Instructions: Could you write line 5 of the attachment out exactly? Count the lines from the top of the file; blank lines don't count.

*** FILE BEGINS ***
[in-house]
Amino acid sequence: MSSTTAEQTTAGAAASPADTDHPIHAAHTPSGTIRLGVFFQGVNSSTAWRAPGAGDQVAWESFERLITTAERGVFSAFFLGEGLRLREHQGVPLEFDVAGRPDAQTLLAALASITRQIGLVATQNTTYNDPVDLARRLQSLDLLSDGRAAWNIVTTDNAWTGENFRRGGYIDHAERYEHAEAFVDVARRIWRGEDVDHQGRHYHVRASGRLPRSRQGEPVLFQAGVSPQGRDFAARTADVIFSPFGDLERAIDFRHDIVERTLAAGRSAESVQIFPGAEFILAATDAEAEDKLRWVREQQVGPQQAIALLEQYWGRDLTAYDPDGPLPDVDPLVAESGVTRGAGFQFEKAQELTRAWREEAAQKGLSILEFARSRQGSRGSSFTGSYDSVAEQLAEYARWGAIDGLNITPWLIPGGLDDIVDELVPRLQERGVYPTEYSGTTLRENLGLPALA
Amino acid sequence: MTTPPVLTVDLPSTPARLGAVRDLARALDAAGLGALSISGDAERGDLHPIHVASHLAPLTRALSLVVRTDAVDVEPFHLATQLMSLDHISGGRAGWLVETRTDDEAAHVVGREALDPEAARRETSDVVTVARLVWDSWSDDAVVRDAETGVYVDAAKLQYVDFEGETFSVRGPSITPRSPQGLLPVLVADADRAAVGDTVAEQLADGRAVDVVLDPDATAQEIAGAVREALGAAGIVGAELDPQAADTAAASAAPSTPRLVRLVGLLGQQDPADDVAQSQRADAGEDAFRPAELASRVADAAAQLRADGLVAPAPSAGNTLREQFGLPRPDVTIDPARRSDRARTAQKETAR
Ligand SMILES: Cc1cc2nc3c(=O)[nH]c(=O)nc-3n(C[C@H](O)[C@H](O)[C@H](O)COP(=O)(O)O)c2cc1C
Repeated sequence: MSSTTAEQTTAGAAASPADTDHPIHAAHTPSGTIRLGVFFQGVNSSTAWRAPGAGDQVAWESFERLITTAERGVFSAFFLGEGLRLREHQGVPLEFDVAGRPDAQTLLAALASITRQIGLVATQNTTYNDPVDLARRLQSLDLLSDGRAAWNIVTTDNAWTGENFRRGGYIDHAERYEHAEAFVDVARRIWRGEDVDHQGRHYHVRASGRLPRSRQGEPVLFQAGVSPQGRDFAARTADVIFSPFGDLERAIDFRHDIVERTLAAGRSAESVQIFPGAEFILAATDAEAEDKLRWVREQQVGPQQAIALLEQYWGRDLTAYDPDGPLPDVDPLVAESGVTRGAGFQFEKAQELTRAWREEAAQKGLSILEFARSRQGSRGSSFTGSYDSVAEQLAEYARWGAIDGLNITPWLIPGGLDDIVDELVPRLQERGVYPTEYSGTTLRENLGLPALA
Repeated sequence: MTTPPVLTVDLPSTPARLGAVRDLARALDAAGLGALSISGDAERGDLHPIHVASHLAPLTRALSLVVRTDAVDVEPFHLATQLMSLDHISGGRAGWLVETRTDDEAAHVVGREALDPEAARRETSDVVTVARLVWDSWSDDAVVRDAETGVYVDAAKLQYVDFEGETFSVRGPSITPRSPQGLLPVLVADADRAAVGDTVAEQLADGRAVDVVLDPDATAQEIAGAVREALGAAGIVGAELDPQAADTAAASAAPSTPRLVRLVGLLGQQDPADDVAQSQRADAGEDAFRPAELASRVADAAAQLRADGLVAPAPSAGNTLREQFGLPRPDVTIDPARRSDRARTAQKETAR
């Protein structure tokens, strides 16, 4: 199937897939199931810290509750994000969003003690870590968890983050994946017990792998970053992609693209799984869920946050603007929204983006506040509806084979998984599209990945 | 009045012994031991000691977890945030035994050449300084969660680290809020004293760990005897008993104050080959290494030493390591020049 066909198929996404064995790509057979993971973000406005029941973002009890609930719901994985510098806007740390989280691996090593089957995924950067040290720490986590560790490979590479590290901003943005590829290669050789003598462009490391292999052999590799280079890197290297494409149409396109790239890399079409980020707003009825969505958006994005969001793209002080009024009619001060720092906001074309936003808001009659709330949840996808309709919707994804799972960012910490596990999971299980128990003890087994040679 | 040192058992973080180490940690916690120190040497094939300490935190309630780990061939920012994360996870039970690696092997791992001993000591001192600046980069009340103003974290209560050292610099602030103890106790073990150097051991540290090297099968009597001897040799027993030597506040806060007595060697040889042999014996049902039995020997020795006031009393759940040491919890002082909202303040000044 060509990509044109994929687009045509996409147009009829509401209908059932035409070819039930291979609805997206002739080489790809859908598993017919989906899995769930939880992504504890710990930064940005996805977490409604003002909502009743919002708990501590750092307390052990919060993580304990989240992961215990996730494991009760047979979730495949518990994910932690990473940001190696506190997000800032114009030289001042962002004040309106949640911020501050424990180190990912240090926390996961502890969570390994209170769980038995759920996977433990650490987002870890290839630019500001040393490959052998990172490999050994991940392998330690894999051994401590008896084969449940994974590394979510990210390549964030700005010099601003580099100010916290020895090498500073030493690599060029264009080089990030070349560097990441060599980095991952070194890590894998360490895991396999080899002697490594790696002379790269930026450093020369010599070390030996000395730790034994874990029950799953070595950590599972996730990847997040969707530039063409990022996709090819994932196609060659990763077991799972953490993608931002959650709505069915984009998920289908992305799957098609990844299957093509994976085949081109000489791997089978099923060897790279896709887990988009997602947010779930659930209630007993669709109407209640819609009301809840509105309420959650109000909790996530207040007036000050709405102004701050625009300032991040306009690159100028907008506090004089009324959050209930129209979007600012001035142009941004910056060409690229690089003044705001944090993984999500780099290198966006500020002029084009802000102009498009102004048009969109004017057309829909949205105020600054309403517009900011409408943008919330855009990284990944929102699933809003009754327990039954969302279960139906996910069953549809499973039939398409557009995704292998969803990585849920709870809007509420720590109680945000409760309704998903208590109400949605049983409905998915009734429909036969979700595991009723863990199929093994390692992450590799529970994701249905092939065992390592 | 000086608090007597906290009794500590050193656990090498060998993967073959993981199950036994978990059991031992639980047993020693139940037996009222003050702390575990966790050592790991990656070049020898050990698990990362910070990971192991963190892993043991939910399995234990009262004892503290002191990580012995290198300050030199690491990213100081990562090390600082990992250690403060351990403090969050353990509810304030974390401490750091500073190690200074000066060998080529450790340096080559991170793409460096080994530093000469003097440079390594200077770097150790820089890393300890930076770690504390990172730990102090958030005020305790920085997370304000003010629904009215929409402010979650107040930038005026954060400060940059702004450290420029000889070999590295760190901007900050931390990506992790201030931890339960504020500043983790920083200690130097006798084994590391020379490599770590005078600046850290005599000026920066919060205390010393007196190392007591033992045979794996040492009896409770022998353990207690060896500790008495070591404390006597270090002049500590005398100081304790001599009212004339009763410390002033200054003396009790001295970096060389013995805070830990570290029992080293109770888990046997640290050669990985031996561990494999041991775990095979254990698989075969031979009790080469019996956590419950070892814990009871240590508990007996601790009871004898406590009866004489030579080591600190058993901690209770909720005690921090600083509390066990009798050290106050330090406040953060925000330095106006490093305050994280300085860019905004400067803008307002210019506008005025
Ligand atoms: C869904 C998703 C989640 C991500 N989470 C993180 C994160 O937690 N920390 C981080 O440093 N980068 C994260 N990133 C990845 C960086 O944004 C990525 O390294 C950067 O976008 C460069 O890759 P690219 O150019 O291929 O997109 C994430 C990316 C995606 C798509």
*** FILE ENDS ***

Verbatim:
Repeated sequence: MSSTTAEQTTAGAAASPADTDHPIHAAHTPSGTIRLGVFFQGVNSSTAWRAPGAGDQVAWESFERLITTAERGVFSAFFLGEGLRLREHQGVPLEFDVAGRPDAQTLLAALASITRQIGLVATQNTTYNDPVDLARRLQSLDLLSDGRAAWNIVTTDNAWTGENFRRGGYIDHAERYEHAEAFVDVARRIWRGEDVDHQGRHYHVRASGRLPRSRQGEPVLFQAGVSPQGRDFAARTADVIFSPFGDLERAIDFRHDIVERTLAAGRSAESVQIFPGAEFILAATDAEAEDKLRWVREQQVGPQQAIALLEQYWGRDLTAYDPDGPLPDVDPLVAESGVTRGAGFQFEKAQELTRAWREEAAQKGLSILEFARSRQGSRGSSFTGSYDSVAEQLAEYARWGAIDGLNITPWLIPGGLDDIVDELVPRLQERGVYPTEYSGTTLRENLGLPALA